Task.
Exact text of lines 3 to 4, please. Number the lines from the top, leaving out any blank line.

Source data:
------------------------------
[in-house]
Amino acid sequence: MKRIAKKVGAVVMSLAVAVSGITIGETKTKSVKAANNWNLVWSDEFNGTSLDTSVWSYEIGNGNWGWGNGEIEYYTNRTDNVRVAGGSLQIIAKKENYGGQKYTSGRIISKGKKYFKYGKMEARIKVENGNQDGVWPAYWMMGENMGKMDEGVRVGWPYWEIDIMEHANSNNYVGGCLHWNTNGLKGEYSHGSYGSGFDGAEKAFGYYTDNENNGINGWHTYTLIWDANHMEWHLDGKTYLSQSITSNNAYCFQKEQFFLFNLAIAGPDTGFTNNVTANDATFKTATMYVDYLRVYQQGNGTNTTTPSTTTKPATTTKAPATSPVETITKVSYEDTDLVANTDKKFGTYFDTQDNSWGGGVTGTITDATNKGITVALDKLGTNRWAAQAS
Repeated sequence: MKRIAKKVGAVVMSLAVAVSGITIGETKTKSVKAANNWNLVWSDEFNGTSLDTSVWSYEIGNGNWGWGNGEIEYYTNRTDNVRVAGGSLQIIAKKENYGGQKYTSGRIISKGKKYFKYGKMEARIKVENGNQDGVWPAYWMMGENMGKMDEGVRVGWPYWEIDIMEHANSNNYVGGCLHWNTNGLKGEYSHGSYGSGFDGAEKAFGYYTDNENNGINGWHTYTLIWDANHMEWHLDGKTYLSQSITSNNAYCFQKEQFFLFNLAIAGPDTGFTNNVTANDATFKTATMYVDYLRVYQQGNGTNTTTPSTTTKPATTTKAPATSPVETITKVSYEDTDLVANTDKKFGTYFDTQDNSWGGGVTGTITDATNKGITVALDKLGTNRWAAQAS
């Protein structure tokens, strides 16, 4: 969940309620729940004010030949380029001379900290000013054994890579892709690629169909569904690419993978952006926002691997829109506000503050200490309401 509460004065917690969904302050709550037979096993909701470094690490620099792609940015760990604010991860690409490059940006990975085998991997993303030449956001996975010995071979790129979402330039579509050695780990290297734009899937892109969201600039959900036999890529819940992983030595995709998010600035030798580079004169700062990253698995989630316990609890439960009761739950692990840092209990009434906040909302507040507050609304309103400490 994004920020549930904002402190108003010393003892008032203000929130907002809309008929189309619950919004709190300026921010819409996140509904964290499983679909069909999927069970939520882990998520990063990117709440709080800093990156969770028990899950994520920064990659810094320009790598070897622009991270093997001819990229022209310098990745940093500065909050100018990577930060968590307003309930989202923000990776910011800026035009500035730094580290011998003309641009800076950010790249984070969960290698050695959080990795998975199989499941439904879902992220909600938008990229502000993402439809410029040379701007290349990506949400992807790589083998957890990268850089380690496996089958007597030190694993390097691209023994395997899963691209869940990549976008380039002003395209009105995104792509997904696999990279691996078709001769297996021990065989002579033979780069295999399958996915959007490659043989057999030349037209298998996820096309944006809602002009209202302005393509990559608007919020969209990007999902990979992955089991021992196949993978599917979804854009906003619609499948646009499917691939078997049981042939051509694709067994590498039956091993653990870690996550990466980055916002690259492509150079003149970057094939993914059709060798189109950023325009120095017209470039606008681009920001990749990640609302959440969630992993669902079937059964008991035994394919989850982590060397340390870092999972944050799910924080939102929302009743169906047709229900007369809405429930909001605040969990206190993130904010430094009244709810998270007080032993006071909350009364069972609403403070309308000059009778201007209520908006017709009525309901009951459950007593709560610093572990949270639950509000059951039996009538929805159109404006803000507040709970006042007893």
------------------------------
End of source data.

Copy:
Repeated sequence: MKRIAKKVGAVVMSLAVAVSGITIGETKTKSVKAANNWNLVWSDEFNGTSLDTSVWSYEIGNGNWGWGNGEIEYYTNRTDNVRVAGGSLQIIAKKENYGGQKYTSGRIISKGKKYFKYGKMEARIKVENGNQDGVWPAYWMMGENMGKMDEGVRVGWPYWEIDIMEHANSNNYVGGCLHWNTNGLKGEYSHGSYGSGFDGAEKAFGYYTDNENNGINGWHTYTLIWDANHMEWHLDGKTYLSQSITSNNAYCFQKEQFFLFNLAIAGPDTGFTNNVTANDATFKTATMYVDYLRVYQQGNGTNTTTPSTTTKPATTTKAPATSPVETITKVSYEDTDLVANTDKKFGTYFDTQDNSWGGGVTGTITDATNKGITVALDKLGTNRWAAQAS
């Protein structure tokens, strides 16, 4: 969940309620729940004010030949380029001379900290000013054994890579892709690629169909569904690419993978952006926002691997829109506000503050200490309401 509460004065917690969904302050709550037979096993909701470094690490620099792609940015760990604010991860690409490059940006990975085998991997993303030449956001996975010995071979790129979402330039579509050695780990290297734009899937892109969201600039959900036999890529819940992983030595995709998010600035030798580079004169700062990253698995989630316990609890439960009761739950692990840092209990009434906040909302507040507050609304309103400490 994004920020549930904002402190108003010393003892008032203000929130907002809309008929189309619950919004709190300026921010819409996140509904964290499983679909069909999927069970939520882990998520990063990117709440709080800093990156969770028990899950994520920064990659810094320009790598070897622009991270093997001819990229022209310098990745940093500065909050100018990577930060968590307003309930989202923000990776910011800026035009500035730094580290011998003309641009800076950010790249984070969960290698050695959080990795998975199989499941439904879902992220909600938008990229502000993402439809410029040379701007290349990506949400992807790589083998957890990268850089380690496996089958007597030190694993390097691209023994395997899963691209869940990549976008380039002003395209009105995104792509997904696999990279691996078709001769297996021990065989002579033979780069295999399958996915959007490659043989057999030349037209298998996820096309944006809602002009209202302005393509990559608007919020969209990007999902990979992955089991021992196949993978599917979804854009906003619609499948646009499917691939078997049981042939051509694709067994590498039956091993653990870690996550990466980055916002690259492509150079003149970057094939993914059709060798189109950023325009120095017209470039606008681009920001990749990640609302959440969630992993669902079937059964008991035994394919989850982590060397340390870092999972944050799910924080939102929302009743169906047709229900007369809405429930909001605040969990206190993130904010430094009244709810998270007080032993006071909350009364069972609403403070309308000059009778201007209520908006017709009525309901009951459950007593709560610093572990949270639950509000059951039996009538929805159109404006803000507040709970006042007893």